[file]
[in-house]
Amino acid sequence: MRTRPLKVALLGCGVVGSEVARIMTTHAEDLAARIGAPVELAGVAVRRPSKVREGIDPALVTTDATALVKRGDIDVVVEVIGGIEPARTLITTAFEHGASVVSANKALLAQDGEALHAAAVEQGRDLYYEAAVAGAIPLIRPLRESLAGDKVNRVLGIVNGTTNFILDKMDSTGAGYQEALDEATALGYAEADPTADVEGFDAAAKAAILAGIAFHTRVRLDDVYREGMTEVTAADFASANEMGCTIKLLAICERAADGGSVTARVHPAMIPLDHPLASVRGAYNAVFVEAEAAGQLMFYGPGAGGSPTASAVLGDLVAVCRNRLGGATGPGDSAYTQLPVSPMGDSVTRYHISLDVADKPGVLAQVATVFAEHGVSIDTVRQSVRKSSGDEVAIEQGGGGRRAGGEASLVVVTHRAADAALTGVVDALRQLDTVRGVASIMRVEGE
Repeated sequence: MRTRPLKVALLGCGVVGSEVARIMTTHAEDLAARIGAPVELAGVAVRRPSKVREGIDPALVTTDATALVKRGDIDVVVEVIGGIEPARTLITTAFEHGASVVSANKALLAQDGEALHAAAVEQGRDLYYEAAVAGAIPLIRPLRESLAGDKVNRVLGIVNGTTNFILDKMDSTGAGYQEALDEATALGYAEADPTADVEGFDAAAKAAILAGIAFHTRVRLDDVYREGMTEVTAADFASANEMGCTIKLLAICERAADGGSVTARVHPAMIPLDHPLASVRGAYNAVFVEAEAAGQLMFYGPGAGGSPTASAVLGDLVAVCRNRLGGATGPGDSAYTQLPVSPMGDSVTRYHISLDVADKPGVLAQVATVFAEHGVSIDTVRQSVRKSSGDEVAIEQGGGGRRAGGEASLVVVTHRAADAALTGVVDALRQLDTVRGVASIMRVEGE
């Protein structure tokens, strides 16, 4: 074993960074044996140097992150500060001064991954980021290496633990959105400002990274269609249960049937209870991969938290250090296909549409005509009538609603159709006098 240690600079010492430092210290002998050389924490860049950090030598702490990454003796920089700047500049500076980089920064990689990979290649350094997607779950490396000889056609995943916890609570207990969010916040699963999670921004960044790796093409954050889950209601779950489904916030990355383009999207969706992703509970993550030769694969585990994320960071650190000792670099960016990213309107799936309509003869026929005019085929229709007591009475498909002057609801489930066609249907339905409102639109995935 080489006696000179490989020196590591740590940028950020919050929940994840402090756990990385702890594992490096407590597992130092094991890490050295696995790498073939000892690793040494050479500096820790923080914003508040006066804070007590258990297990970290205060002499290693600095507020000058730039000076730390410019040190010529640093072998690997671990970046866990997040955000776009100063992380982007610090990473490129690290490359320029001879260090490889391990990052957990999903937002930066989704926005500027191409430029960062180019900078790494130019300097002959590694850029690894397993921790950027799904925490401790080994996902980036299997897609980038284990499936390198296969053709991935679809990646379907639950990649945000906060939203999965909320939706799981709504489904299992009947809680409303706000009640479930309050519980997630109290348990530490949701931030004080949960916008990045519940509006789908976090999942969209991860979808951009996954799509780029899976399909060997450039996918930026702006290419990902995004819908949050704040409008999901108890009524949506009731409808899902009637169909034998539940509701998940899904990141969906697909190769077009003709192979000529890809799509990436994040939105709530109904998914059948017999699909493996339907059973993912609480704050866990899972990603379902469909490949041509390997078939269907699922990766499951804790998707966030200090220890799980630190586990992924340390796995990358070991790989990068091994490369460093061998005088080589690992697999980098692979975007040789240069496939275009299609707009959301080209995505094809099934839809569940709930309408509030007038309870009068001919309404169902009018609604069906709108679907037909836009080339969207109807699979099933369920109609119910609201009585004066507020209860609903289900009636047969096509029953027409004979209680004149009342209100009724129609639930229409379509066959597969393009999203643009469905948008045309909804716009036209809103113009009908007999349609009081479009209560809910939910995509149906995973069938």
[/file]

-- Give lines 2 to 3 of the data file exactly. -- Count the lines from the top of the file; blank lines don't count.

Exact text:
Amino acid sequence: MRTRPLKVALLGCGVVGSEVARIMTTHAEDLAARIGAPVELAGVAVRRPSKVREGIDPALVTTDATALVKRGDIDVVVEVIGGIEPARTLITTAFEHGASVVSANKALLAQDGEALHAAAVEQGRDLYYEAAVAGAIPLIRPLRESLAGDKVNRVLGIVNGTTNFILDKMDSTGAGYQEALDEATALGYAEADPTADVEGFDAAAKAAILAGIAFHTRVRLDDVYREGMTEVTAADFASANEMGCTIKLLAICERAADGGSVTARVHPAMIPLDHPLASVRGAYNAVFVEAEAAGQLMFYGPGAGGSPTASAVLGDLVAVCRNRLGGATGPGDSAYTQLPVSPMGDSVTRYHISLDVADKPGVLAQVATVFAEHGVSIDTVRQSVRKSSGDEVAIEQGGGGRRAGGEASLVVVTHRAADAALTGVVDALRQLDTVRGVASIMRVEGE
Repeated sequence: MRTRPLKVALLGCGVVGSEVARIMTTHAEDLAARIGAPVELAGVAVRRPSKVREGIDPALVTTDATALVKRGDIDVVVEVIGGIEPARTLITTAFEHGASVVSANKALLAQDGEALHAAAVEQGRDLYYEAAVAGAIPLIRPLRESLAGDKVNRVLGIVNGTTNFILDKMDSTGAGYQEALDEATALGYAEADPTADVEGFDAAAKAAILAGIAFHTRVRLDDVYREGMTEVTAADFASANEMGCTIKLLAICERAADGGSVTARVHPAMIPLDHPLASVRGAYNAVFVEAEAAGQLMFYGPGAGGSPTASAVLGDLVAVCRNRLGGATGPGDSAYTQLPVSPMGDSVTRYHISLDVADKPGVLAQVATVFAEHGVSIDTVRQSVRKSSGDEVAIEQGGGGRRAGGEASLVVVTHRAADAALTGVVDALRQLDTVRGVASIMRVEGE